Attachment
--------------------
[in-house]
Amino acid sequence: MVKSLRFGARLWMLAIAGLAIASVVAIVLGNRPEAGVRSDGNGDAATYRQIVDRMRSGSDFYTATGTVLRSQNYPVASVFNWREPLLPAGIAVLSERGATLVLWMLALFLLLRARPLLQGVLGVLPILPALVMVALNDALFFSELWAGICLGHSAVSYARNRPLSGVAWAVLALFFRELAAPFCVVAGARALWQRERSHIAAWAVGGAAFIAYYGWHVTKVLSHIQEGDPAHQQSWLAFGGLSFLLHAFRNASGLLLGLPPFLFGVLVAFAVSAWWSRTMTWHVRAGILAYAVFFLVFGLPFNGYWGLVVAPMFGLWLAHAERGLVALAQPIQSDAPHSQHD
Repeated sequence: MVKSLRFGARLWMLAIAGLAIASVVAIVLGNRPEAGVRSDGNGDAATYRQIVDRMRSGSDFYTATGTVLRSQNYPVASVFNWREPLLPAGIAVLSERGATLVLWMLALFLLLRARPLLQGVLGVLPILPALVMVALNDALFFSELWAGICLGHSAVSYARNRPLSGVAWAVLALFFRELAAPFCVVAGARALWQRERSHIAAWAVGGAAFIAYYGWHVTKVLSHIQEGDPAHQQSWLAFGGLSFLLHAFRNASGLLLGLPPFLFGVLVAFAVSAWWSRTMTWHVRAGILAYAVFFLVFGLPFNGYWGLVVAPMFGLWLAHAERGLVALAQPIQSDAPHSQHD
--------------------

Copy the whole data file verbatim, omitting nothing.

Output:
[in-house]
Amino acid sequence: MVKSLRFGARLWMLAIAGLAIASVVAIVLGNRPEAGVRSDGNGDAATYRQIVDRMRSGSDFYTATGTVLRSQNYPVASVFNWREPLLPAGIAVLSERGATLVLWMLALFLLLRARPLLQGVLGVLPILPALVMVALNDALFFSELWAGICLGHSAVSYARNRPLSGVAWAVLALFFRELAAPFCVVAGARALWQRERSHIAAWAVGGAAFIAYYGWHVTKVLSHIQEGDPAHQQSWLAFGGLSFLLHAFRNASGLLLGLPPFLFGVLVAFAVSAWWSRTMTWHVRAGILAYAVFFLVFGLPFNGYWGLVVAPMFGLWLAHAERGLVALAQPIQSDAPHSQHD
Repeated sequence: MVKSLRFGARLWMLAIAGLAIASVVAIVLGNRPEAGVRSDGNGDAATYRQIVDRMRSGSDFYTATGTVLRSQNYPVASVFNWREPLLPAGIAVLSERGATLVLWMLALFLLLRARPLLQGVLGVLPILPALVMVALNDALFFSELWAGICLGHSAVSYARNRPLSGVAWAVLALFFRELAAPFCVVAGARALWQRERSHIAAWAVGGAAFIAYYGWHVTKVLSHIQEGDPAHQQSWLAFGGLSFLLHAFRNASGLLLGLPPFLFGVLVAFAVSAWWSRTMTWHVRAGILAYAVFFLVFGLPFNGYWGLVVAPMFGLWLAHAERGLVALAQPIQSDAPHSQHD